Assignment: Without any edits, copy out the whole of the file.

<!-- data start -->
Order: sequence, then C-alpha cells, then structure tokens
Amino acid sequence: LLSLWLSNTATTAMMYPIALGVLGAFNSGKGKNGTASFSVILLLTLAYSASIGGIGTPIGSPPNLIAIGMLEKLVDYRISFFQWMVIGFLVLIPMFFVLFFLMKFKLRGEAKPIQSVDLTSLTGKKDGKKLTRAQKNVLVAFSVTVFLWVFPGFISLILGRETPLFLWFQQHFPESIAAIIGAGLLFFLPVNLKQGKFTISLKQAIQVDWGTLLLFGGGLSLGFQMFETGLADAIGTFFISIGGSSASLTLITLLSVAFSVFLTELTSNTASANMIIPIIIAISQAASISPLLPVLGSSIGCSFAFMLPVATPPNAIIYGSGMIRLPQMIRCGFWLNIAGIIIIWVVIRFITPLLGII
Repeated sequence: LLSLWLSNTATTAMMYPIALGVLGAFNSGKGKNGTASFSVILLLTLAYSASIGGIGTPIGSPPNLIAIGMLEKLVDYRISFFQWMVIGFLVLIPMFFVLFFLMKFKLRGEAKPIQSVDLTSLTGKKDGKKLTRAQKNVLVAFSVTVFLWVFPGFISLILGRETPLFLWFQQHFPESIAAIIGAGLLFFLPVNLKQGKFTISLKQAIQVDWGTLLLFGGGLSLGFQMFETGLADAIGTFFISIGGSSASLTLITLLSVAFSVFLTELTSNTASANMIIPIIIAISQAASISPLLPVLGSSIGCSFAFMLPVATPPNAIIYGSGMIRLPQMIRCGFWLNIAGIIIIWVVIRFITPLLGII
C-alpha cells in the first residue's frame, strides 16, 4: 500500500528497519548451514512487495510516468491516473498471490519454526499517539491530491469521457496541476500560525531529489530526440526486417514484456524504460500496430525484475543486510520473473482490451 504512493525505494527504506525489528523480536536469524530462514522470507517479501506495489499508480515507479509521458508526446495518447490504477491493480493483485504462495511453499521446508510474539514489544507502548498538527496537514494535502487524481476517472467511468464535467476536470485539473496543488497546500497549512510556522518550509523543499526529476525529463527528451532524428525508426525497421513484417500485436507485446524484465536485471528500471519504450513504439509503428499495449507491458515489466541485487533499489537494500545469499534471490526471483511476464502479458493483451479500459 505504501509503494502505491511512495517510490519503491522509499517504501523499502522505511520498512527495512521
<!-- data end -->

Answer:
Order: sequence, then C-alpha cells, then structure tokens
Amino acid sequence: LLSLWLSNTATTAMMYPIALGVLGAFNSGKGKNGTASFSVILLLTLAYSASIGGIGTPIGSPPNLIAIGMLEKLVDYRISFFQWMVIGFLVLIPMFFVLFFLMKFKLRGEAKPIQSVDLTSLTGKKDGKKLTRAQKNVLVAFSVTVFLWVFPGFISLILGRETPLFLWFQQHFPESIAAIIGAGLLFFLPVNLKQGKFTISLKQAIQVDWGTLLLFGGGLSLGFQMFETGLADAIGTFFISIGGSSASLTLITLLSVAFSVFLTELTSNTASANMIIPIIIAISQAASISPLLPVLGSSIGCSFAFMLPVATPPNAIIYGSGMIRLPQMIRCGFWLNIAGIIIIWVVIRFITPLLGII
Repeated sequence: LLSLWLSNTATTAMMYPIALGVLGAFNSGKGKNGTASFSVILLLTLAYSASIGGIGTPIGSPPNLIAIGMLEKLVDYRISFFQWMVIGFLVLIPMFFVLFFLMKFKLRGEAKPIQSVDLTSLTGKKDGKKLTRAQKNVLVAFSVTVFLWVFPGFISLILGRETPLFLWFQQHFPESIAAIIGAGLLFFLPVNLKQGKFTISLKQAIQVDWGTLLLFGGGLSLGFQMFETGLADAIGTFFISIGGSSASLTLITLLSVAFSVFLTELTSNTASANMIIPIIIAISQAASISPLLPVLGSSIGCSFAFMLPVATPPNAIIYGSGMIRLPQMIRCGFWLNIAGIIIIWVVIRFITPLLGII
C-alpha cells in the first residue's frame, strides 16, 4: 500500500528497519548451514512487495510516468491516473498471490519454526499517539491530491469521457496541476500560525531529489530526440526486417514484456524504460500496430525484475543486510520473473482490451 504512493525505494527504506525489528523480536536469524530462514522470507517479501506495489499508480515507479509521458508526446495518447490504477491493480493483485504462495511453499521446508510474539514489544507502548498538527496537514494535502487524481476517472467511468464535467476536470485539473496543488497546500497549512510556522518550509523543499526529476525529463527528451532524428525508426525497421513484417500485436507485446524484465536485471528500471519504450513504439509503428499495449507491458515489466541485487533499489537494500545469499534471490526471483511476464502479458493483451479500459 505504501509503494502505491511512495517510490519503491522509499517504501523499502522505511520498512527495512521